City Has More High-Paid Workers Than School Board

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ELIZABETH – City Council members have been critical of public spending for Elizabeth’s school system, with some going so far as to campaign against the school budget this year, but evidence suggests that the Board of Education has been more frugal than City Hall.

A review of 2009 salaries showed that 150 of 1,178 city employees are paid in excess of $100,000, while just 133 of the Elizabeth public school system’s 4,131 workers have six-figure salaries. That’s 13 percent of the municipal workforce compared to just three percent of the educational employees.

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The median salary for the school system’s nearly 2,000 teachers is $59,979 — just 68 percent of the  $87,548 average amount paid to Elizabeth police and firefighters, whose salaries are decided by the City Council.

Six of those teachers have PhDs and 765 of them earned masters degrees. There is no listing of information on police or firefighter qualifications, but either job requires only a high school diploma or the equivalent.

Two of the school employees with six-figure incomes are members of the City Council. Frank Cuesta made $132,192 as the principal of Nicholas Murray Butler School No. 23, while Edward Jackus earned $125,758 as a physical education supervisor.

Despite his glee over the voters’ rejection of the school spending plan, Jackus is among nearly 400 people who received layoff notices as a result of the governing body’s stated intent to cut workers.

Despite Gov. Chris Christie’s rhetoric against public workers, private sector employees average 11 percent more in wages and five percent more in total compensation than public workers with the same education level, experience and work schedule, according to a Rutgers University study.

Private sector workers with bachelor’s degrees earned an average of $89,041, compared to $56,641 for public sector workers, according to the latest federal data.

Public workers with less education are better off than their private sector counterparts, according to the Rutgers study. While public workers without a high school diploma averaged $41,000 in total compensation, the same private sector workers only averaged $27,719.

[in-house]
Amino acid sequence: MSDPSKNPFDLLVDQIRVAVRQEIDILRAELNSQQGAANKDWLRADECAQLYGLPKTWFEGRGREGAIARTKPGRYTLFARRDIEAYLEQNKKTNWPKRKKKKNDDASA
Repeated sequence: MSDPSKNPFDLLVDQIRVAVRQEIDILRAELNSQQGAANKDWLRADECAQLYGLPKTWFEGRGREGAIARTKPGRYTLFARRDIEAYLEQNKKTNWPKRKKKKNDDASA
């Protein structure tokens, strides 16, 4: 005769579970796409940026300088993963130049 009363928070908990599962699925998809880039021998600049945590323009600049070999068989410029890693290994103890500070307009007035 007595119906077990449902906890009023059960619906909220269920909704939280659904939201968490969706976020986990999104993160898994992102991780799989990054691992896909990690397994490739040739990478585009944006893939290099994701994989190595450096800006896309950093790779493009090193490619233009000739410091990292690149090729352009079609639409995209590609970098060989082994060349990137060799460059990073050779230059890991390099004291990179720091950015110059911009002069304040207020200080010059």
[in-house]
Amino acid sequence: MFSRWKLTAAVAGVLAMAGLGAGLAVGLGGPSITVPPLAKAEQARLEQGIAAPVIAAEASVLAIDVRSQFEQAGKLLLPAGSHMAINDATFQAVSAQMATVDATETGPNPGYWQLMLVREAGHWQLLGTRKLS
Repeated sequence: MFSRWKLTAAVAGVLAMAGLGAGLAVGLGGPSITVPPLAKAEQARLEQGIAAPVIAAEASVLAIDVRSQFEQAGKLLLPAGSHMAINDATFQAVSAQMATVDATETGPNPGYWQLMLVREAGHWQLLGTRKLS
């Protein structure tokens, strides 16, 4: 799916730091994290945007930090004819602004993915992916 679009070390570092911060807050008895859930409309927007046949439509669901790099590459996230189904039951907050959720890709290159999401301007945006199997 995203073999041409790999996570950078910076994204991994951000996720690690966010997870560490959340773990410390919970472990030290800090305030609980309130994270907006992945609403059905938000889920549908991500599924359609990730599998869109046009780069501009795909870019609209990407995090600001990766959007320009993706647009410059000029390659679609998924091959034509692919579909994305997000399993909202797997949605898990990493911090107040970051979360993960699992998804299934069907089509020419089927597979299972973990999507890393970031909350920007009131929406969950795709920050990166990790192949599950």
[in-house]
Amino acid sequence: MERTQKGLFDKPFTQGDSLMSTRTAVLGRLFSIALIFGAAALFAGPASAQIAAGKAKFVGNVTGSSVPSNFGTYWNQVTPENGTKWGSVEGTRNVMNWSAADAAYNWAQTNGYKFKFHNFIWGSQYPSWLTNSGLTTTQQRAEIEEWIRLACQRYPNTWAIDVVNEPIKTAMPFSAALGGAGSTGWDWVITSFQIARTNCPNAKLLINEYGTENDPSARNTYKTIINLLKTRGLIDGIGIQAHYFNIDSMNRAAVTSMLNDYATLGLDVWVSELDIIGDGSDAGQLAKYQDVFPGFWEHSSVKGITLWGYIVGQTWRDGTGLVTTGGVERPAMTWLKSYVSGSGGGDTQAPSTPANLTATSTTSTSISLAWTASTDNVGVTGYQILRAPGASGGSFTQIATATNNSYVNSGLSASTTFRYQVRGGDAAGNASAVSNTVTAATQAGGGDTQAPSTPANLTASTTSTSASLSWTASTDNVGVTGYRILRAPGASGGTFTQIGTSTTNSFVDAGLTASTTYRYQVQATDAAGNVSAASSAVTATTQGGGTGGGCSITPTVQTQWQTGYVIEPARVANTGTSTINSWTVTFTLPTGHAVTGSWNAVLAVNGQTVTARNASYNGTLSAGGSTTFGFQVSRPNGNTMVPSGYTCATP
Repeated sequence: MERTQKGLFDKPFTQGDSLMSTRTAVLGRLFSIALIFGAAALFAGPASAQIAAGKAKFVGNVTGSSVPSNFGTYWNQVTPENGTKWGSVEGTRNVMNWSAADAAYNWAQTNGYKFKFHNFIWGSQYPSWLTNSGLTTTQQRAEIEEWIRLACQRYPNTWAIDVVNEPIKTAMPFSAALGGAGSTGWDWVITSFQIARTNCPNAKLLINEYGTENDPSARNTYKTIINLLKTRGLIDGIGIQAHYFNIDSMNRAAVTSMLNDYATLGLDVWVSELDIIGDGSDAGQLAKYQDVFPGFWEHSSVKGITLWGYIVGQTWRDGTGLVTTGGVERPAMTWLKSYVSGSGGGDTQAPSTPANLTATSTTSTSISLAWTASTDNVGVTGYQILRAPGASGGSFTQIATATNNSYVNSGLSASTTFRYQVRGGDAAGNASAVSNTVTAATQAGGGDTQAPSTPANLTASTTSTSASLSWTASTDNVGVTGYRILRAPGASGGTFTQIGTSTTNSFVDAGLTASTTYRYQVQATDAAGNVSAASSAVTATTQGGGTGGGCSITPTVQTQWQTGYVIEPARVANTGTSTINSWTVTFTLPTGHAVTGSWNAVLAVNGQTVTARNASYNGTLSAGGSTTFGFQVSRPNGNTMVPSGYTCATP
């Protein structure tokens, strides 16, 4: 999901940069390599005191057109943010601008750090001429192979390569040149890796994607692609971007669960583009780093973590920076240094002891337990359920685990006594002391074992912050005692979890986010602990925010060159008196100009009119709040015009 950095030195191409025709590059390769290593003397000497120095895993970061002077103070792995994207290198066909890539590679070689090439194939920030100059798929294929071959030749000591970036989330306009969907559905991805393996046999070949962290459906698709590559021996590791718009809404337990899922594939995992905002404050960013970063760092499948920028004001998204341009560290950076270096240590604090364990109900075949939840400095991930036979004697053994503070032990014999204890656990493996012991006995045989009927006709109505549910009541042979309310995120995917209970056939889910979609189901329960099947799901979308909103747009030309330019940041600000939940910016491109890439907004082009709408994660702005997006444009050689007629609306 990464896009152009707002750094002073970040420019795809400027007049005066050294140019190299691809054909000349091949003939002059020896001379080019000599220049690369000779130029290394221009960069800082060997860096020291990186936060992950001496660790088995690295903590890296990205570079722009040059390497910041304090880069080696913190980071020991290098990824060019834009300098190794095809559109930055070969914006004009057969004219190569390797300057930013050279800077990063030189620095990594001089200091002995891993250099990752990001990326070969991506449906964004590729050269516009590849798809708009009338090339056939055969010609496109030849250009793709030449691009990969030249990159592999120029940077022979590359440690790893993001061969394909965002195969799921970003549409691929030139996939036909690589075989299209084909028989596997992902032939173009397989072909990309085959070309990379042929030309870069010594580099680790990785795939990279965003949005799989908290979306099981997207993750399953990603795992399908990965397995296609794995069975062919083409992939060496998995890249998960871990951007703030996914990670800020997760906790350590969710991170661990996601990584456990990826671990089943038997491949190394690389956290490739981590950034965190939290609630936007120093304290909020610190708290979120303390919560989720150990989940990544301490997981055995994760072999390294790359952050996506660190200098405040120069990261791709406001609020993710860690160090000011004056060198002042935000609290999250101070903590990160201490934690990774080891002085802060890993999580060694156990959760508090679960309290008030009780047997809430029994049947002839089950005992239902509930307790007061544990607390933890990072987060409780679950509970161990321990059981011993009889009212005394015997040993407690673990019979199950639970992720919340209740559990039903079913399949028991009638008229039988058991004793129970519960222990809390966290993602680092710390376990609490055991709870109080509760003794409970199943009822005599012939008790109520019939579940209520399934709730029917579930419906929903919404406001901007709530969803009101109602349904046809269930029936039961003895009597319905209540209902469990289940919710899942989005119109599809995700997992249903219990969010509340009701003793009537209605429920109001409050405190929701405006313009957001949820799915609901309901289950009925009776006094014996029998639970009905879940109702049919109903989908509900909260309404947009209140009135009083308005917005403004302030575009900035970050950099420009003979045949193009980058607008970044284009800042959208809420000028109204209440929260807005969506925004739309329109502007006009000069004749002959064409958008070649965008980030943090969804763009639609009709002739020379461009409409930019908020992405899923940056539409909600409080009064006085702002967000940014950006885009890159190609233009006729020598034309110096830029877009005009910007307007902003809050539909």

Among those with diplomas, public and private sector employees both averaged $44,000.


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  • aem910

    “A review of 2009 salaries showed that 150 of 1,178 city employees are paid in excess of $100,000, while just 133 of the Elizabeth public school systems 4,131 workers have six-figure salaries. That is 13 percent of the municipal workforce compared to just three percent of the educational employees.”

    Wow, an article on njtoday that I actually semi-agree with! Municipal employees are definitely overpaid. Two wrongs don’t make a right, however, and this in no way justifies the overpaid administrators who work for the EBOE. The fact remains that our Superintendent makes over $250,000.00, while the State Commissioner of Education, who is responsible for all 591 school districts in the state, makes only $141,000.00. And while most district have one assistant superintendent, Elizabeth has four of them, each making over $150,000.00.

    “The median salary for the school systems nearly 2,000 teachers is $59,979 — just 68 percent of the $87,548 average amount paid to Elizabeth police and firefighters, whose salaries are decided by the City Council. Six of those teachers have PhDs and 765 of them earned masters degrees. There is no listing of information on police or firefighter qualifications, but either job requires only a high school diploma or the equivalent.”

    I completely agree that cops and firemen are overpaid. A PhD or Masters level teacher should absolutely be better compensated than a GED cop or fireman. The City Council should be held fully accountable for this wasteful spending.

    “Despite Gov. Chris Christies rhetoric against public workers, private sector employees average 11 percent more in wages and five percent more in total compensation than public workers with the same education level, experience and work schedule, according to a Rutgers University study.”

    How about focusing on just the benefits? There are virtually no private employees who still have a pension. Why is it so outrageous to have them actually save for their own retirement like the rest of us must do? And what about those sweet health benefits? Why can’t they contribute a similar percentage towards their health insurance as private sector employees?

    In any case, taxpayers do not pay the salaries of private sector employees. So the fact that private sector employees average higher wages has nothing to do with Gov. Christie’s push to rein in spending on public employee compensation. The fact remains: NJ is broke and we need to cut spending. We already have the highest property taxes in the country. Not one of the highest, THEE highest. We cannot continue to tax our way out of this mess. We finally have a governor willing to make the tough decisions and cut spending.